Dogs evolved from wolves thousands of years ago (30,000 to be exact), a fact that is easy to forget with the sheer number of brands marketing very high meat, grain-free diets for our dogs that mirror that of the wolf.
All dogs are omnivores belonging to the order Carnivora which includes the bamboo-eating vegetarian panda bears as well as wolves! This means that our omnivorous dogs require a balance of proteins, fruits, vegetables, grains, and healthy fats in their diet to maintain optimal health.
So while dogs may have descended from the same ancestor as wolves, metabolically and genetically speaking, their nutritional needs are quite different.
Axelsson and his colleagues analysed the entire genetic codes of 12 wolves from around the world, as well as the genomes of 60 individual domestic dogs from 14 different breeds looking for places where the genomes diverged.
They found that certain regions contained genes crucial for brain functioning, including eight important for the development of the nervous system.
It was no surprise to see differences in brain genetics, Axelsson said, given that dogs had to modify their behaviour to fit into human society. What did surprise the researchers, however, were 10 regions held genes involved with diet, specifically the breakdown of starches. Humans are well-equipped for starchy diets, as we know our saliva contains an enzyme called amylase, which starts breaking down starches as soon as we start eating. Dog saliva does contain some amylase but they eat too fast for it to be effective, so the main excretory organ of amylase – the pancreas is as active in dogs as it is in humans and allows for the digestion of starches in the intestine.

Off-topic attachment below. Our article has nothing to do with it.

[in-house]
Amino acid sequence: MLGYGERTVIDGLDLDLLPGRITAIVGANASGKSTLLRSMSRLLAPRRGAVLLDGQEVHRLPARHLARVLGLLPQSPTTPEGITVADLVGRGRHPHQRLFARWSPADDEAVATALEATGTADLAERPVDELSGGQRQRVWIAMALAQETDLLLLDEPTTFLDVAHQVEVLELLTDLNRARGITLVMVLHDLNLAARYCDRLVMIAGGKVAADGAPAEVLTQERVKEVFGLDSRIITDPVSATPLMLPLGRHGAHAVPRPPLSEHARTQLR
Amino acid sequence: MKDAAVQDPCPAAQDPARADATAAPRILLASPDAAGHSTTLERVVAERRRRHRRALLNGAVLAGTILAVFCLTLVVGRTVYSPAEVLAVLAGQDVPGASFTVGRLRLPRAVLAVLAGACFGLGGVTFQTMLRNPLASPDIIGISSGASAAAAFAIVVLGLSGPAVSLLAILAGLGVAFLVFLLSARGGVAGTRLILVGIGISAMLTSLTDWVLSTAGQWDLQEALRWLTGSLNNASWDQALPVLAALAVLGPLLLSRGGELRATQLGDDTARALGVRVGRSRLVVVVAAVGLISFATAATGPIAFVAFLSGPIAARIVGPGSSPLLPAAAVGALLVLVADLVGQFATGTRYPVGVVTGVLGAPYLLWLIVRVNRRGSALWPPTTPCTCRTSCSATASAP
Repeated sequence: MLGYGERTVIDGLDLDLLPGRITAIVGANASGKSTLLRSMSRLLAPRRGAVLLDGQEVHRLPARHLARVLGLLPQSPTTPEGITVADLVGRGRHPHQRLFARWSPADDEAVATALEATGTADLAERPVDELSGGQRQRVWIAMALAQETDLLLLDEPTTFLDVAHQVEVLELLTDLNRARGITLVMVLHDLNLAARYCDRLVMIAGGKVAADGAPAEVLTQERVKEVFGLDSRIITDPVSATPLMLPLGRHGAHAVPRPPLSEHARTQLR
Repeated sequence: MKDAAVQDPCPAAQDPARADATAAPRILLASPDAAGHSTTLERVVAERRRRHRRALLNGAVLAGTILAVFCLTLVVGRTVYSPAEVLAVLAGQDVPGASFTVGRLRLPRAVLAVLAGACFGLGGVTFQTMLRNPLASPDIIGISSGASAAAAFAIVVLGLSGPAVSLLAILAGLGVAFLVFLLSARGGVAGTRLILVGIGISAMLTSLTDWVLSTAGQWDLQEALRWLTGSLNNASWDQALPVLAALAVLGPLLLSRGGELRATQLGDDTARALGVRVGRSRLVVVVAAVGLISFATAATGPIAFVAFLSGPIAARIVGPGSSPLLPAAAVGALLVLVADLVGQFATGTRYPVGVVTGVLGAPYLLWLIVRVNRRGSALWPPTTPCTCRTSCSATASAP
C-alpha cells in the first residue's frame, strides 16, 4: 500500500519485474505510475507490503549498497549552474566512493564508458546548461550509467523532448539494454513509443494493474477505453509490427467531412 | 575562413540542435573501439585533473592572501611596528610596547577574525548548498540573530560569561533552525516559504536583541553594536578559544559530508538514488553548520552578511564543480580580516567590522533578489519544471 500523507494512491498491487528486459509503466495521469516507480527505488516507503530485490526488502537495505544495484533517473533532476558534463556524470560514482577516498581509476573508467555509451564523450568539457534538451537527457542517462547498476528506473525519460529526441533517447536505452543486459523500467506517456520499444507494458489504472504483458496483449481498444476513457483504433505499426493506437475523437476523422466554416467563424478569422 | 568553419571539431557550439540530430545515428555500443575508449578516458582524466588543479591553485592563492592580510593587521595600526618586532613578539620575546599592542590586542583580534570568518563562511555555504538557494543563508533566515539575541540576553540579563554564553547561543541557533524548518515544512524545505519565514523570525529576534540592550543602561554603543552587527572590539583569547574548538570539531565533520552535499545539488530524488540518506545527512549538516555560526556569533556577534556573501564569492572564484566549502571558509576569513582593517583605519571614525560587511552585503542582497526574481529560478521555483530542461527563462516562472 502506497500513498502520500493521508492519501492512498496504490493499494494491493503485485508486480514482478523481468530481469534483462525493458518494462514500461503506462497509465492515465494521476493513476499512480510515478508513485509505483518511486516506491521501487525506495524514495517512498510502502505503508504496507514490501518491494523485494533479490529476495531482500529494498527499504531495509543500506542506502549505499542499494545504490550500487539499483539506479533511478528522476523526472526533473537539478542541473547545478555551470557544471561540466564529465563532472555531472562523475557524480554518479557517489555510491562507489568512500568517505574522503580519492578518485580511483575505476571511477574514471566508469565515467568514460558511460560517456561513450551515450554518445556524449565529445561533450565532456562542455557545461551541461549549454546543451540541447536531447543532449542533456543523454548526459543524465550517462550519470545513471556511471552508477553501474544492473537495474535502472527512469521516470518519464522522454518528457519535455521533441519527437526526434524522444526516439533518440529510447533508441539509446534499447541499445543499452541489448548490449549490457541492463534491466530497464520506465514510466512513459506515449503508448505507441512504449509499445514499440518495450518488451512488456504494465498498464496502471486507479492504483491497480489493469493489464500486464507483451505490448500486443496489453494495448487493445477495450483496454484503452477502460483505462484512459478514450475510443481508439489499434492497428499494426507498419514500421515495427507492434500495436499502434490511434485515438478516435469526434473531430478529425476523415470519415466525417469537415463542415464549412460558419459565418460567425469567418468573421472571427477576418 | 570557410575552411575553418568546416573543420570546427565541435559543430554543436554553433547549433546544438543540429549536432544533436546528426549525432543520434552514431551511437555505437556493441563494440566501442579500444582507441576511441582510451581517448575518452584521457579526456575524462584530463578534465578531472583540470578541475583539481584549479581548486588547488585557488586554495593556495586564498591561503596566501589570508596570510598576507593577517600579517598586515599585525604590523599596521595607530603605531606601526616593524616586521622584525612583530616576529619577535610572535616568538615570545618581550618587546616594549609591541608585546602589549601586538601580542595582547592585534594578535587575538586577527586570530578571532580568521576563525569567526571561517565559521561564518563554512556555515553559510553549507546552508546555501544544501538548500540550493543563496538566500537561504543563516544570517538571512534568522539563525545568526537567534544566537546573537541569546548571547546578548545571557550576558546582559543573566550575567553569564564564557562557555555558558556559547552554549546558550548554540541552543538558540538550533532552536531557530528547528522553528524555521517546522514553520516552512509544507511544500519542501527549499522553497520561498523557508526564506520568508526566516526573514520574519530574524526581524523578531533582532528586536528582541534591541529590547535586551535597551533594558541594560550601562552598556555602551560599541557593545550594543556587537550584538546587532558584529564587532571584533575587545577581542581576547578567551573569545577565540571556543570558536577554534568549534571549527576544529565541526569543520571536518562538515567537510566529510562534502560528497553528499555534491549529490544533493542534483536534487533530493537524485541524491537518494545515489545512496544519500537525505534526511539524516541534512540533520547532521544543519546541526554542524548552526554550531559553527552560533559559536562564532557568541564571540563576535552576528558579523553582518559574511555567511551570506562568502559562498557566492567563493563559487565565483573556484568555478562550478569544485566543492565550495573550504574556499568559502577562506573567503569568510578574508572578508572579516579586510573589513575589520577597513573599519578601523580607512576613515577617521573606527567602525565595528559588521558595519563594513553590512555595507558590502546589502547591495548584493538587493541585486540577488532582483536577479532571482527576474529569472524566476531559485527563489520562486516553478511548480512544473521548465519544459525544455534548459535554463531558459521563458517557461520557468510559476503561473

The researchers found that dogs have more copies of a gene called AMY2B, crucial for amylase production, than wolves, and in dogs, this gene is 28 times more active in the pancreas than in wolves.
Dogs also showed changes in specific genes that allow for the breakdown of maltose into glucose – another key starch digestion step, and in genes allowing for the body to make use of this glucose.
So wolves are not dogs. Similar, in some respects, but different.
Wolves are not dogs.
But are they similar? Yes
Both are pack animals with pecking orders. But so are chickens.
Both are opportunistic feeders. But so are chickens.
If a wolf is lucky enough to bring down a deer or an elk, they will tend to rip at the carcass starting with the easy access at the abdomen and then burrowing inward and upward to eat the stomach, liver, belly fat, and heart.
Wolves, like dogs and people, crave fats. If a wolf catches a familiar rabbit, it will probably eat it whole, same as a large dog, but if a fresh rabbit is found dead on the ground next to something as strange as a big lump of whale fat, it will eat the whale fat first. Fat is rare, and you take it when you can in as large an amount as you can.
And what of the wolf that catches neither rabbit nor deer nor elk? They will eat whatever they can, from acorns and grass to wild berries and rubbish. Have you seen this with your own dog? They will do the same thing.
Wolf biologist David Mech notes that:
“In parts of Eurasia, wolves live in areas with relatively little wild prey, but subsist nevertheless on a wide variety of foods provided indirectly by humans. Foraging in rubbish dumps, wolves eat meat scraps and various fruits, as well as inadvertently consuming non-food debris. In Israel, the following items were found in wolf scat: human hair, plastic, tinfoil, cigarettes, matches, and egg shells.”
So, bottom line: Wolves are not picky eaters nor are they pure carnivores as the meat-based dog food companies want us to believe.
The Association of Zoos & Aquariums Nutrition Advisory Group offers the following advice on the feeding of red wolves:
Feeding requirements of red wolves have generally not been a problem in the RWSSP, as long as good quality commercial (dry) dog food is provided. Wolves maintained in enclosed spaces have done well on food with label guarantees ranging from 22-28% protein, 8-18% fat, and 2-4% fibre. Vitamin supplements for red wolves are normally not required. Adding commercial carnivore meat to dry food may be needed to encourage some wolves to eat, although should not be the primary component of their feed.
All of this information about wolves leads us onto the fact that meat-based pet food companies want us to believe that our dogs need high meat diets as they are related to wolves….which could not be further from the truth as genetically their digestive systems and gut bacteria are much more similar to ours!
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